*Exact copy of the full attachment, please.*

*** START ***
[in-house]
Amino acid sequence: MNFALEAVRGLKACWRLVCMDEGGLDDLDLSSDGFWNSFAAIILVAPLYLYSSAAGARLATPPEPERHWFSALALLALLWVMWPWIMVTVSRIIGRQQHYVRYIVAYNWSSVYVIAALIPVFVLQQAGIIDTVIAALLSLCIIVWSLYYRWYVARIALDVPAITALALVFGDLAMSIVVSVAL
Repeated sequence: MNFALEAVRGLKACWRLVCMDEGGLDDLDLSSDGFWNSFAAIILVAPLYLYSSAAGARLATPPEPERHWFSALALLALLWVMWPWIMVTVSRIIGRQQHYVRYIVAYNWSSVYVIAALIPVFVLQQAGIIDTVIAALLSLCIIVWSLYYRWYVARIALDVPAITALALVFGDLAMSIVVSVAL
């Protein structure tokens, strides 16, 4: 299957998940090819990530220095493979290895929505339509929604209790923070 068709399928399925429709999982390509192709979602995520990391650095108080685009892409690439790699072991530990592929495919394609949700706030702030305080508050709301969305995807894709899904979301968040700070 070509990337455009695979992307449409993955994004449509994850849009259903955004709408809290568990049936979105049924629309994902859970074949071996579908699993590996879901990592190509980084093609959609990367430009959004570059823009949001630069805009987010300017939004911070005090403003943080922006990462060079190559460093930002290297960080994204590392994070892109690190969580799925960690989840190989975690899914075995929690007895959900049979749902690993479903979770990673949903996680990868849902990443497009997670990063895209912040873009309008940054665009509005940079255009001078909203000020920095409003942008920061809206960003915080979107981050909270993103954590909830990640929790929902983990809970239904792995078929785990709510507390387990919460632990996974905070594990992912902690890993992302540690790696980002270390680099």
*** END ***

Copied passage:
[in-house]
Amino acid sequence: MNFALEAVRGLKACWRLVCMDEGGLDDLDLSSDGFWNSFAAIILVAPLYLYSSAAGARLATPPEPERHWFSALALLALLWVMWPWIMVTVSRIIGRQQHYVRYIVAYNWSSVYVIAALIPVFVLQQAGIIDTVIAALLSLCIIVWSLYYRWYVARIALDVPAITALALVFGDLAMSIVVSVAL
Repeated sequence: MNFALEAVRGLKACWRLVCMDEGGLDDLDLSSDGFWNSFAAIILVAPLYLYSSAAGARLATPPEPERHWFSALALLALLWVMWPWIMVTVSRIIGRQQHYVRYIVAYNWSSVYVIAALIPVFVLQQAGIIDTVIAALLSLCIIVWSLYYRWYVARIALDVPAITALALVFGDLAMSIVVSVAL
């Protein structure tokens, strides 16, 4: 299957998940090819990530220095493979290895929505339509929604209790923070 068709399928399925429709999982390509192709979602995520990391650095108080685009892409690439790699072991530990592929495919394609949700706030702030305080508050709301969305995807894709899904979301968040700070 070509990337455009695979992307449409993955994004449509994850849009259903955004709408809290568990049936979105049924629309994902859970074949071996579908699993590996879901990592190509980084093609959609990367430009959004570059823009949001630069805009987010300017939004911070005090403003943080922006990462060079190559460093930002290297960080994204590392994070892109690190969580799925960690989840190989975690899914075995929690007895959900049979749902690993479903979770990673949903996680990868849902990443497009997670990063895209912040873009309008940054665009509005940079255009001078909203000020920095409003942008920061809206960003915080979107981050909270993103954590909830990640929790929902983990809970239904792995078929785990709510507390387990919460632990996974905070594990992912902690890993992302540690790696980002270390680099």